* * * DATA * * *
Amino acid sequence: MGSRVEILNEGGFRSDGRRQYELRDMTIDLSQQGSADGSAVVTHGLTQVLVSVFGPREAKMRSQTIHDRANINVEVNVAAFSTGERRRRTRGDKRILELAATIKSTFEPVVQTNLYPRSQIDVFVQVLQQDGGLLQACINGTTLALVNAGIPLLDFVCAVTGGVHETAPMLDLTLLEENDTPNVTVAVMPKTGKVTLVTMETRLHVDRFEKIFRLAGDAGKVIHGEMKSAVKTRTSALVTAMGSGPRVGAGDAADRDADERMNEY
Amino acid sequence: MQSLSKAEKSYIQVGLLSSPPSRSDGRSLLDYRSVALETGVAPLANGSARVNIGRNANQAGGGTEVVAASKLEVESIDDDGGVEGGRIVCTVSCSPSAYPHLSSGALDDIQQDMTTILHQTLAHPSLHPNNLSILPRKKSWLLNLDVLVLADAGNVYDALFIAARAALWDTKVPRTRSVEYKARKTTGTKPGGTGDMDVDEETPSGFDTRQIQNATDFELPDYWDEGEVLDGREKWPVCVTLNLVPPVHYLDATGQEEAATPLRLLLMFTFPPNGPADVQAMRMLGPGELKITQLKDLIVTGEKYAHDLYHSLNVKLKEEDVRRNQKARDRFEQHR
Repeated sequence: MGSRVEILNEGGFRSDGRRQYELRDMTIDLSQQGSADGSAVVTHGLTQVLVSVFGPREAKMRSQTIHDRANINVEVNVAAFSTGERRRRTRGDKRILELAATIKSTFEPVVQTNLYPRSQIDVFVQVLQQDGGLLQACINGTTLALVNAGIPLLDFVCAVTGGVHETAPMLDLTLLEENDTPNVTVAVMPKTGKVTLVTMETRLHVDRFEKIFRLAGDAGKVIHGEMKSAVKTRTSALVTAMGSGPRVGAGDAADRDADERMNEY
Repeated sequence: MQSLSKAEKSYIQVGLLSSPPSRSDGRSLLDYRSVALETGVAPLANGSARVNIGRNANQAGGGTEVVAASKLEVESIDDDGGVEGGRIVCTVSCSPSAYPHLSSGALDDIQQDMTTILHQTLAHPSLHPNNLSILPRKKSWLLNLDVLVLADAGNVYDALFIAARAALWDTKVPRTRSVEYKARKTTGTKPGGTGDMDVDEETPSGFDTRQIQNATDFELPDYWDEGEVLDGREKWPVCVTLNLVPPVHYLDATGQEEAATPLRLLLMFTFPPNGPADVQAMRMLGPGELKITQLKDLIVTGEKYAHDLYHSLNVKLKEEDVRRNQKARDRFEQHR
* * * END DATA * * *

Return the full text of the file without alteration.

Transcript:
Amino acid sequence: MGSRVEILNEGGFRSDGRRQYELRDMTIDLSQQGSADGSAVVTHGLTQVLVSVFGPREAKMRSQTIHDRANINVEVNVAAFSTGERRRRTRGDKRILELAATIKSTFEPVVQTNLYPRSQIDVFVQVLQQDGGLLQACINGTTLALVNAGIPLLDFVCAVTGGVHETAPMLDLTLLEENDTPNVTVAVMPKTGKVTLVTMETRLHVDRFEKIFRLAGDAGKVIHGEMKSAVKTRTSALVTAMGSGPRVGAGDAADRDADERMNEY
Amino acid sequence: MQSLSKAEKSYIQVGLLSSPPSRSDGRSLLDYRSVALETGVAPLANGSARVNIGRNANQAGGGTEVVAASKLEVESIDDDGGVEGGRIVCTVSCSPSAYPHLSSGALDDIQQDMTTILHQTLAHPSLHPNNLSILPRKKSWLLNLDVLVLADAGNVYDALFIAARAALWDTKVPRTRSVEYKARKTTGTKPGGTGDMDVDEETPSGFDTRQIQNATDFELPDYWDEGEVLDGREKWPVCVTLNLVPPVHYLDATGQEEAATPLRLLLMFTFPPNGPADVQAMRMLGPGELKITQLKDLIVTGEKYAHDLYHSLNVKLKEEDVRRNQKARDRFEQHR
Repeated sequence: MGSRVEILNEGGFRSDGRRQYELRDMTIDLSQQGSADGSAVVTHGLTQVLVSVFGPREAKMRSQTIHDRANINVEVNVAAFSTGERRRRTRGDKRILELAATIKSTFEPVVQTNLYPRSQIDVFVQVLQQDGGLLQACINGTTLALVNAGIPLLDFVCAVTGGVHETAPMLDLTLLEENDTPNVTVAVMPKTGKVTLVTMETRLHVDRFEKIFRLAGDAGKVIHGEMKSAVKTRTSALVTAMGSGPRVGAGDAADRDADERMNEY
Repeated sequence: MQSLSKAEKSYIQVGLLSSPPSRSDGRSLLDYRSVALETGVAPLANGSARVNIGRNANQAGGGTEVVAASKLEVESIDDDGGVEGGRIVCTVSCSPSAYPHLSSGALDDIQQDMTTILHQTLAHPSLHPNNLSILPRKKSWLLNLDVLVLADAGNVYDALFIAARAALWDTKVPRTRSVEYKARKTTGTKPGGTGDMDVDEETPSGFDTRQIQNATDFELPDYWDEGEVLDGREKWPVCVTLNLVPPVHYLDATGQEEAATPLRLLLMFTFPPNGPADVQAMRMLGPGELKITQLKDLIVTGEKYAHDLYHSLNVKLKEEDVRRNQKARDRFEQHR